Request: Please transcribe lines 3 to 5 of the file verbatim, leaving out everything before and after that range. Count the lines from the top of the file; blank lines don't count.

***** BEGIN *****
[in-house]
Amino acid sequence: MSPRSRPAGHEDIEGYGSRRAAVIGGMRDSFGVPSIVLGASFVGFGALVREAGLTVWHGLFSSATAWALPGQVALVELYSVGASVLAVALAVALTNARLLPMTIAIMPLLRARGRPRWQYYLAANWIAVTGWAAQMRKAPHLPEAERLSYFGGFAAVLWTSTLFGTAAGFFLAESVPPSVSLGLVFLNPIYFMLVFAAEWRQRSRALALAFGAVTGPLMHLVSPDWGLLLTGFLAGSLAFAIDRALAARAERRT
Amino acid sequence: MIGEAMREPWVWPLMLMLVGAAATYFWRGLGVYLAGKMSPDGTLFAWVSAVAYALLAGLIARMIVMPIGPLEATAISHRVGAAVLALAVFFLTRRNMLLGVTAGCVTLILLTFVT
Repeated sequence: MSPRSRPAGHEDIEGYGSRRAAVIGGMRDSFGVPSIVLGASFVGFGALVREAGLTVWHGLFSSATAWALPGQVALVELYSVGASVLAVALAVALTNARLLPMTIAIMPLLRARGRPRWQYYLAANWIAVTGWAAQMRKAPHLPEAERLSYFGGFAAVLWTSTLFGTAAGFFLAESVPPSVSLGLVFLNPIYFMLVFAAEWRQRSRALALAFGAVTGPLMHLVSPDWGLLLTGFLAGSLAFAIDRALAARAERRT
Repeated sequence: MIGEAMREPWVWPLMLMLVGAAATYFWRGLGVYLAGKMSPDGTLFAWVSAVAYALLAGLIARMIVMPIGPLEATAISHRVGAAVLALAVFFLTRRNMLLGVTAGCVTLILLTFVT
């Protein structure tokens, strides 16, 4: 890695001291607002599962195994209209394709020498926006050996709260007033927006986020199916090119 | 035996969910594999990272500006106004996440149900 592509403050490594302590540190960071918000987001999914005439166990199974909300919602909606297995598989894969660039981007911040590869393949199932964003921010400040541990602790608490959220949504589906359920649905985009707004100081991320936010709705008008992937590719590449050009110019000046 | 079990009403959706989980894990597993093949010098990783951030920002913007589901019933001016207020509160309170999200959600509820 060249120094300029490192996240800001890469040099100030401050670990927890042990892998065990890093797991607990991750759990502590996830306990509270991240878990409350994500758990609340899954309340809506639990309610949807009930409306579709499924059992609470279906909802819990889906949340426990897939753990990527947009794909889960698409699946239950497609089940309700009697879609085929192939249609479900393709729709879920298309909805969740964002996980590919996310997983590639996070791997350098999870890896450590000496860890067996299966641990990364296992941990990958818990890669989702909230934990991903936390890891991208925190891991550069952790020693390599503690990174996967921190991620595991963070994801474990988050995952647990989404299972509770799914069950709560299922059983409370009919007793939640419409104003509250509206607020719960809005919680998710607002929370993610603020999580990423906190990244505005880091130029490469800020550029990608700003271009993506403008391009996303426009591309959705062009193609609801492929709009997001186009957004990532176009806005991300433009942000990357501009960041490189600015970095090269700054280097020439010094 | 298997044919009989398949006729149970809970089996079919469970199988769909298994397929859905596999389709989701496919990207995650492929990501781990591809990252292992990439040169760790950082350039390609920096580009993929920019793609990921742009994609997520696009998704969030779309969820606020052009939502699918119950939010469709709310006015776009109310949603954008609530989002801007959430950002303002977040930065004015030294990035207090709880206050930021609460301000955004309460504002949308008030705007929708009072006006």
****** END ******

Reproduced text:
Amino acid sequence: MIGEAMREPWVWPLMLMLVGAAATYFWRGLGVYLAGKMSPDGTLFAWVSAVAYALLAGLIARMIVMPIGPLEATAISHRVGAAVLALAVFFLTRRNMLLGVTAGCVTLILLTFVT
Repeated sequence: MSPRSRPAGHEDIEGYGSRRAAVIGGMRDSFGVPSIVLGASFVGFGALVREAGLTVWHGLFSSATAWALPGQVALVELYSVGASVLAVALAVALTNARLLPMTIAIMPLLRARGRPRWQYYLAANWIAVTGWAAQMRKAPHLPEAERLSYFGGFAAVLWTSTLFGTAAGFFLAESVPPSVSLGLVFLNPIYFMLVFAAEWRQRSRALALAFGAVTGPLMHLVSPDWGLLLTGFLAGSLAFAIDRALAARAERRT
Repeated sequence: MIGEAMREPWVWPLMLMLVGAAATYFWRGLGVYLAGKMSPDGTLFAWVSAVAYALLAGLIARMIVMPIGPLEATAISHRVGAAVLALAVFFLTRRNMLLGVTAGCVTLILLTFVT